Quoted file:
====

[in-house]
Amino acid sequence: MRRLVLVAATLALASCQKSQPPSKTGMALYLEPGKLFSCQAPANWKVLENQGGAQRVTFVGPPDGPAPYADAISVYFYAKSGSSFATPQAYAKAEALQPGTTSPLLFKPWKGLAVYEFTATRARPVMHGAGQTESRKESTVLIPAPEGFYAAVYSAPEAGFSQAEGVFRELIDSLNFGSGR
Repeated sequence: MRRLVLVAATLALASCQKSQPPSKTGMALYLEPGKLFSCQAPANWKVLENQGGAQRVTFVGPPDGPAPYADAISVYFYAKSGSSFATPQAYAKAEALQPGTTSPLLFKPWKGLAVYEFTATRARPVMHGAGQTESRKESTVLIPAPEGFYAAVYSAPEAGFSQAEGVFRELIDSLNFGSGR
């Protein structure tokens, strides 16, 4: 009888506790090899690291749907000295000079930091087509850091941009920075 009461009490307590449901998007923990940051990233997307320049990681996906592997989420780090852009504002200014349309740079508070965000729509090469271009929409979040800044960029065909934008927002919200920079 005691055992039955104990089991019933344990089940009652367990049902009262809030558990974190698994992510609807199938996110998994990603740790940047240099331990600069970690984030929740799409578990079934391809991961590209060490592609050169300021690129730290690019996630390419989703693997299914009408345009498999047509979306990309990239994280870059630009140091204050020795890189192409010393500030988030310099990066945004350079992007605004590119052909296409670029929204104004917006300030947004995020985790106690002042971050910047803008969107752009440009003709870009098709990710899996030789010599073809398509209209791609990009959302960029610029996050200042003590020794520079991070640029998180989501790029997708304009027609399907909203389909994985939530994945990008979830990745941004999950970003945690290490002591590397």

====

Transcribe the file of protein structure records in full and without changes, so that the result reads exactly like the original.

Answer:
[in-house]
Amino acid sequence: MRRLVLVAATLALASCQKSQPPSKTGMALYLEPGKLFSCQAPANWKVLENQGGAQRVTFVGPPDGPAPYADAISVYFYAKSGSSFATPQAYAKAEALQPGTTSPLLFKPWKGLAVYEFTATRARPVMHGAGQTESRKESTVLIPAPEGFYAAVYSAPEAGFSQAEGVFRELIDSLNFGSGR
Repeated sequence: MRRLVLVAATLALASCQKSQPPSKTGMALYLEPGKLFSCQAPANWKVLENQGGAQRVTFVGPPDGPAPYADAISVYFYAKSGSSFATPQAYAKAEALQPGTTSPLLFKPWKGLAVYEFTATRARPVMHGAGQTESRKESTVLIPAPEGFYAAVYSAPEAGFSQAEGVFRELIDSLNFGSGR
């Protein structure tokens, strides 16, 4: 009888506790090899690291749907000295000079930091087509850091941009920075 009461009490307590449901998007923990940051990233997307320049990681996906592997989420780090852009504002200014349309740079508070965000729509090469271009929409979040800044960029065909934008927002919200920079 005691055992039955104990089991019933344990089940009652367990049902009262809030558990974190698994992510609807199938996110998994990603740790940047240099331990600069970690984030929740799409578990079934391809991961590209060490592609050169300021690129730290690019996630390419989703693997299914009408345009498999047509979306990309990239994280870059630009140091204050020795890189192409010393500030988030310099990066945004350079992007605004590119052909296409670029929204104004917006300030947004995020985790106690002042971050910047803008969107752009440009003709870009098709990710899996030789010599073809398509209209791609990009959302960029610029996050200042003590020794520079991070640029998180989501790029997708304009027609399907909203389909994985939530994945990008979830990745941004999950970003945690290490002591590397």